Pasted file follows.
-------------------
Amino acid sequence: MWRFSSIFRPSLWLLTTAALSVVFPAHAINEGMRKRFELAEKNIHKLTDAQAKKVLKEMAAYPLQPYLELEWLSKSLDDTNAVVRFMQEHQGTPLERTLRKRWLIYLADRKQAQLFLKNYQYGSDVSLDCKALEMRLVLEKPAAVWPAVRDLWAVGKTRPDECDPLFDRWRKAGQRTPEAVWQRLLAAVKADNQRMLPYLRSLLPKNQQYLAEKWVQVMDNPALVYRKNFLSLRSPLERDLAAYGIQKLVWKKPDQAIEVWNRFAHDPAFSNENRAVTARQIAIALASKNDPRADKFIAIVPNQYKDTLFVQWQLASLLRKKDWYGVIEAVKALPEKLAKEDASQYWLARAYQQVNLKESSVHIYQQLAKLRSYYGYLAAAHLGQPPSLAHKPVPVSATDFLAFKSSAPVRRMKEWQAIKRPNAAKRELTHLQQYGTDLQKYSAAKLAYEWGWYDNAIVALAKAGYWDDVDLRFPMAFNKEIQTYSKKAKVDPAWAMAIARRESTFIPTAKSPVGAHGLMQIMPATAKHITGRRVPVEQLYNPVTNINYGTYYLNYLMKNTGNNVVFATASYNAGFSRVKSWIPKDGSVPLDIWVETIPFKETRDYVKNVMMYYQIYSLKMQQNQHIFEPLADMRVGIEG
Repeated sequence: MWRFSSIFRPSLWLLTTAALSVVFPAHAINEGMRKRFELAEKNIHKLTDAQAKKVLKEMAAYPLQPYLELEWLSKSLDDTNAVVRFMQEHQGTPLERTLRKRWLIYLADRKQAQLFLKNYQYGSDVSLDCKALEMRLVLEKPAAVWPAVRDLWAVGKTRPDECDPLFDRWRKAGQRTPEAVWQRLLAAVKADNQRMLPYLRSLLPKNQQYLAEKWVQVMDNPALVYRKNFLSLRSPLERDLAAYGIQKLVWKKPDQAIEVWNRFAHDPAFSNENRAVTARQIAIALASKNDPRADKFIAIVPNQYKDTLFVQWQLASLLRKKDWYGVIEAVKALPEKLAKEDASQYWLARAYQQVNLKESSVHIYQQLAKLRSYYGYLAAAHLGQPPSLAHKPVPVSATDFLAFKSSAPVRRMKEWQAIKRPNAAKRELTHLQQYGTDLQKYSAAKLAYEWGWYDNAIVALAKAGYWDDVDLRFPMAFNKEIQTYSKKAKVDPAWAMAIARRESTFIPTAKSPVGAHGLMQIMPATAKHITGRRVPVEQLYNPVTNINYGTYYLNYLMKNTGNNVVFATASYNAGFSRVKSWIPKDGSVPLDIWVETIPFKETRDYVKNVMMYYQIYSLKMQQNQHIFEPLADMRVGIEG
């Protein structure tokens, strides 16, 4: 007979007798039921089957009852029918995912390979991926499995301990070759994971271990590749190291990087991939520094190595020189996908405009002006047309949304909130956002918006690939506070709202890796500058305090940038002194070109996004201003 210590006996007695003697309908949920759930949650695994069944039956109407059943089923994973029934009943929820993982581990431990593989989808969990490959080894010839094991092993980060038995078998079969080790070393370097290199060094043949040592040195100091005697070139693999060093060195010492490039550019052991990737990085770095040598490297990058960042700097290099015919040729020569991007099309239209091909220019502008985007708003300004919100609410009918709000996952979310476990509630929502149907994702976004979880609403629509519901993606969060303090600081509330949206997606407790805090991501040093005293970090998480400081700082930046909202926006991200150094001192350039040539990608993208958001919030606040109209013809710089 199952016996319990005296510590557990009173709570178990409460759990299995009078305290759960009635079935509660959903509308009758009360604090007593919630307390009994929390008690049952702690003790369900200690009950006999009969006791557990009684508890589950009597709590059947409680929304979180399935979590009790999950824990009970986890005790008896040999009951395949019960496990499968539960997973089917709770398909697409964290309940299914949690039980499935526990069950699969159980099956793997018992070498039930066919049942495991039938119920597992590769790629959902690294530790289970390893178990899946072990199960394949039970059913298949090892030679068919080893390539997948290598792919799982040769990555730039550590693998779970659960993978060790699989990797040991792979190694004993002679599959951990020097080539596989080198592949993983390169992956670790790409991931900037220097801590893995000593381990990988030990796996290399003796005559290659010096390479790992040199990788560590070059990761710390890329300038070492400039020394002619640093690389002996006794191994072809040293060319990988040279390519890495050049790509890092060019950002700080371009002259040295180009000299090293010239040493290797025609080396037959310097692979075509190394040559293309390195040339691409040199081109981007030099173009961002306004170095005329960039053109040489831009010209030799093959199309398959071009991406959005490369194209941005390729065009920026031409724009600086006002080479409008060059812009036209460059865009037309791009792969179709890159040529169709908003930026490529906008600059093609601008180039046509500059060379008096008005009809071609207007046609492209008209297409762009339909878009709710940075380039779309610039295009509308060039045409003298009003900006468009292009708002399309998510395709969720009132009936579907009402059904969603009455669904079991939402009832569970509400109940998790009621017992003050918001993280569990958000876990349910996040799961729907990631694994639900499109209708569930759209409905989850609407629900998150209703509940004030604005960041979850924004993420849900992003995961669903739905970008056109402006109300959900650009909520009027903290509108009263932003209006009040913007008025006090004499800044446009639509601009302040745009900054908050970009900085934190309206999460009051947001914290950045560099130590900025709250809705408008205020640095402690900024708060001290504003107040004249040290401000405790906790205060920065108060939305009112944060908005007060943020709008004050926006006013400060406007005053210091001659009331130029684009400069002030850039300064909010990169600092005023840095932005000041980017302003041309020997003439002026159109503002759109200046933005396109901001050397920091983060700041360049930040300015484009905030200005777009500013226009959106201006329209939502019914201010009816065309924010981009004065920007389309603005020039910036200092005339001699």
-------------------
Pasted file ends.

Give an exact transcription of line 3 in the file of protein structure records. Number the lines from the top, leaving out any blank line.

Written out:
């Protein structure tokens, strides 16, 4: 007979007798039921089957009852029918995912390979991926499995301990070759994971271990590749190291990087991939520094190595020189996908405009002006047309949304909130956002918006690939506070709202890796500058305090940038002194070109996004201003 210590006996007695003697309908949920759930949650695994069944039956109407059943089923994973029934009943929820993982581990431990593989989808969990490959080894010839094991092993980060038995078998079969080790070393370097290199060094043949040592040195100091005697070139693999060093060195010492490039550019052991990737990085770095040598490297990058960042700097290099015919040729020569991007099309239209091909220019502008985007708003300004919100609410009918709000996952979310476990509630929502149907994702976004979880609403629509519901993606969060303090600081509330949206997606407790805090991501040093005293970090998480400081700082930046909202926006991200150094001192350039040539990608993208958001919030606040109209013809710089 199952016996319990005296510590557990009173709570178990409460759990299995009078305290759960009635079935509660959903509308009758009360604090007593919630307390009994929390008690049952702690003790369900200690009950006999009969006791557990009684508890589950009597709590059947409680929304979180399935979590009790999950824990009970986890005790008896040999009951395949019960496990499968539960997973089917709770398909697409964290309940299914949690039980499935526990069950699969159980099956793997018992070498039930066919049942495991039938119920597992590769790629959902690294530790289970390893178990899946072990199960394949039970059913298949090892030679068919080893390539997948290598792919799982040769990555730039550590693998779970659960993978060790699989990797040991792979190694004993002679599959951990020097080539596989080198592949993983390169992956670790790409991931900037220097801590893995000593381990990988030990796996290399003796005559290659010096390479790992040199990788560590070059990761710390890329300038070492400039020394002619640093690389002996006794191994072809040293060319990988040279390519890495050049790509890092060019950002700080371009002259040295180009000299090293010239040493290797025609080396037959310097692979075509190394040559293309390195040339691409040199081109981007030099173009961002306004170095005329960039053109040489831009010209030799093959199309398959071009991406959005490369194209941005390729065009920026031409724009600086006002080479409008060059812009036209460059865009037309791009792969179709890159040529169709908003930026490529906008600059093609601008180039046509500059060379008096008005009809071609207007046609492209008209297409762009339909878009709710940075380039779309610039295009509308060039045409003298009003900006468009292009708002399309998510395709969720009132009936579907009402059904969603009455669904079991939402009832569970509400109940998790009621017992003050918001993280569990958000876990349910996040799961729907990631694994639900499109209708569930759209409905989850609407629900998150209703509940004030604005960041979850924004993420849900992003995961669903739905970008056109402006109300959900650009909520009027903290509108009263932003209006009040913007008025006090004499800044446009639509601009302040745009900054908050970009900085934190309206999460009051947001914290950045560099130590900025709250809705408008205020640095402690900024708060001290504003107040004249040290401000405790906790205060920065108060939305009112944060908005007060943020709008004050926006006013400060406007005053210091001659009331130029684009400069002030850039300064909010990169600092005023840095932005000041980017302003041309020997003439002026159109503002759109200046933005396109901001050397920091983060700041360049930040300015484009905030200005777009500013226009959106201006329209939502019914201010009816065309924010981009004065920007389309603005020039910036200092005339001699």